So many of the women MicroLoan supports are farmers in rural regions

Did you know?

The majority of women MicroLoan supports are farmers in rural regions of Zambia, Zimbabwe and Malawi.

Geographically isolated, accessing finance in these remote communities is challenging, and women especially suffer the consequences of financial exclusion. Without capital to invest in their farms, female farmers are unable to purchase the seed and fertiliser they need to boost their crops. This low productivity leads to heightened food insecurity and widespread hunger. Many more women urgently need our support.

Since 2020 we have been developing a new agricultural programme to dramatically increase our reach in rural regions of Zambia to better support smallholder farmers. We aim to empower some of the poorest women in the world to build sustainable, profitable farming businesses so they are able to provide for their families.

Together, we can achieve more

Partnerships for the Goals is one of the United Nations’ Sustainable Development Goals we are committed to. As experts in finance for the poor, MicroLoan is partnering with one of the leading agricultural organisations in Zambia, the Conservation Farming Unit (CFU). Together, we can have a life-changing impact for some of the poorest women in the world, living in remote, rural areas of sub-Saharan Africa.

What does our new agricultural loan product set out to achieve?

Microfinance in the agricultural sector is seen as a highly risky venture by many Microfinance Institutions and most do not offer products built to meet the needs of smallholder farmers in rural regions. We aim to rectify this, and reach female farmers who have been largely financially excluded.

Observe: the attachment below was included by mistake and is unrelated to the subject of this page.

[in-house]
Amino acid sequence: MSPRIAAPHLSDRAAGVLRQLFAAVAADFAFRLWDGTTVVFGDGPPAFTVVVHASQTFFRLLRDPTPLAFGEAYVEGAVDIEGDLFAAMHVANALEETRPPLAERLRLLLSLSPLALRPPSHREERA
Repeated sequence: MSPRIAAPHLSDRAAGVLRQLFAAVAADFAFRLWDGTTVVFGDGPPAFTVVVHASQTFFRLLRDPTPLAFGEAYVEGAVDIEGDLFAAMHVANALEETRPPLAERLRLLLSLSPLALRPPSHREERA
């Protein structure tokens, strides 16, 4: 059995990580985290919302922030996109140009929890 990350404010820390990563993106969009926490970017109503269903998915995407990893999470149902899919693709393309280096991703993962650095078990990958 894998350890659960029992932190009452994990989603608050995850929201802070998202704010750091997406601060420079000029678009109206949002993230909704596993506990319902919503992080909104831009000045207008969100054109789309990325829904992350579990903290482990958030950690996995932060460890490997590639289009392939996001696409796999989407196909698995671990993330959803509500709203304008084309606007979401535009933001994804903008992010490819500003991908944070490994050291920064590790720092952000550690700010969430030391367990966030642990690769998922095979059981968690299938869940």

Our new agricultural programme has been created to alleviate the financial pressure during the growing season. It is a deviation from our normal business loan in that it closely matches the cash-flow needs of smallholder farmers.

Our goal is to reach 5,000 female smallholder farmers by the end of 2022 in the regions of Chipata, Katete, Petauke, Lundazi, Choma and Mazabuka. Once successful, we will scale up to all regions in Zambia. With our support, these women can achieve food security, build savings and assets, and improve their own living standards.

How will women benefit from this new programme?

The CFU will introduce female smallholder farmers to MicroLoan, who will assess their needs and offer a suitable loan. With our comprehensive business training, women will flourish as entrepreneurs as they learn to see their farm as a business to generate household income, not just to feed their family. Our Loan & Training Officers will teach them core business skills such as the importance of making savings, and market research.

The CFU trains 100,000 female farmers every year in conservation farming methodology. For example, the women learn how to minimise disturbance of their soil and rotate their crops to increase their yields. With conservation farming techniques, women will learn to farm efficiently for themselves, and for the planet.

Farmers will be supported by MicroLoan and the CFU throughout the growing season, which will have a number of positive outcomes including:

  • Higher yields
  • Increased household income
  • Increased food security
  • Resilience against market and environmental shocks
  • Less soil erosion and better soil health

We know that women are more likely to suffer the consequences of climate change, and this partnership with CFU specifically developed for female farmers aims to build resilience of a particularly vulnerable demographic.

We aim to empower some of the poorest women in the world to build sustainable, profitable farming businesses so they are able to provide for their families.

Published on: 14/05/2021

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